INTO THE MIDDLE DISTANCE
They came to the surface in bright red blotches, some the size of a fist, and in all the worst places--groin, armpits, nape of the neck, scalp. They erupted on the inside of the bottom lip, pushing the flesh forward into a collagen pout, Hollywood style.
Waiting in the emergency room lounge, she wondered if other people could see her hives ballooning under her clothes, like she could see the raw wound on the ankle of the man next to her. Yet most patients avoided eye contact, staring straight ahead into the middle distance or up at the wall-mounted television. They weren't looking at anything really, just waiting in silence for their turn with a doctor.
A few days later, the antihistamines and steroids had cleared up the hives, and the first round of allergy tests had revealed nothing. So, equipped with a bag full of EpiPens, she headed to the airport for the business trip to Texas, balancing her fears of another outbreak against the perky optimism of her sister.
"It's a one-off thing," her sister had said. "It'll never happen again. You're fine."
On the flight, half empty, the passengers sat quietly, many of them still groggy from the early morning departure. She greeted the travelers on either side, falling into conversation with the man in the window seat to her left. His accent marked him as a Southerner, Texan she assumed, although he quickly set her straight.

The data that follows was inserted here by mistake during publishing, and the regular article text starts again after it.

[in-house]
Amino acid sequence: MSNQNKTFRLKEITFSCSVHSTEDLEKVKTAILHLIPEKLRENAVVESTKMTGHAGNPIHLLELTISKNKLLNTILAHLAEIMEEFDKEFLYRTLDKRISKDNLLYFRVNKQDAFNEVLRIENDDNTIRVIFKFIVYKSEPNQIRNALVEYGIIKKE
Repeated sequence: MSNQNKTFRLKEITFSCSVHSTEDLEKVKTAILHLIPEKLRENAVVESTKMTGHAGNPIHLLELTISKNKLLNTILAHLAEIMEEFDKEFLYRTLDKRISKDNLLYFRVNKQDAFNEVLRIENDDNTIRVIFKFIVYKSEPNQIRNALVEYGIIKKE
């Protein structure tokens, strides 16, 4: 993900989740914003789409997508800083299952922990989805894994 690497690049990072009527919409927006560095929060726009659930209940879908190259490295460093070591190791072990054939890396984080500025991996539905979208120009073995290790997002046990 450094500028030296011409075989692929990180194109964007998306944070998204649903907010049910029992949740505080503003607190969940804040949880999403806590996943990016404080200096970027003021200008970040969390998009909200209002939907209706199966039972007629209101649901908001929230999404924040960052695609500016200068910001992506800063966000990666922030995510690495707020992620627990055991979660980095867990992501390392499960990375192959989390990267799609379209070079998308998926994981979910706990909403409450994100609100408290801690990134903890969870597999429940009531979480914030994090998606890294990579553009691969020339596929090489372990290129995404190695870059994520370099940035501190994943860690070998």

"Morgan City, Louisiana," he said. "But I'm going to Trinidad." In the oil business, he clarified, building platforms. Six weeks on, two weeks off.
He had left his wife up north with their son at the big university hospital there. "A blood disorder," he said. "We've been tracking him for six years now. It was finally time for the bone marrow transplant this summer. But I don't know. His white count keeps going down...." His voice trailed off as he looked down at the seat cushion separating them, a sort of no-man's land where answers might lie.
She offered a few words of sympathy, wondering if he could see in her, and in her words, the knowledge of sorrow she carried too. He turned toward the window and she to her book thinking that, maybe like the patients in the emergency room, we most of us carry our wounds outside of plain view, and only through chance, or magical X-ray vision, do they come into view. Or maybe they're always there, bulging at the surface like red, angry hives. It's just that we're staring so hard into the middle distance that we safely avoid them.
"I wish the best for your son," she said to the man as they walked off the plane. He nodded. " 'Preciate that," he said, as they headed their separate ways, she to the shuttle that would take her to her downtown hotel, he to the far end of the airport for the long flight to an oil platform in the middle of the sea.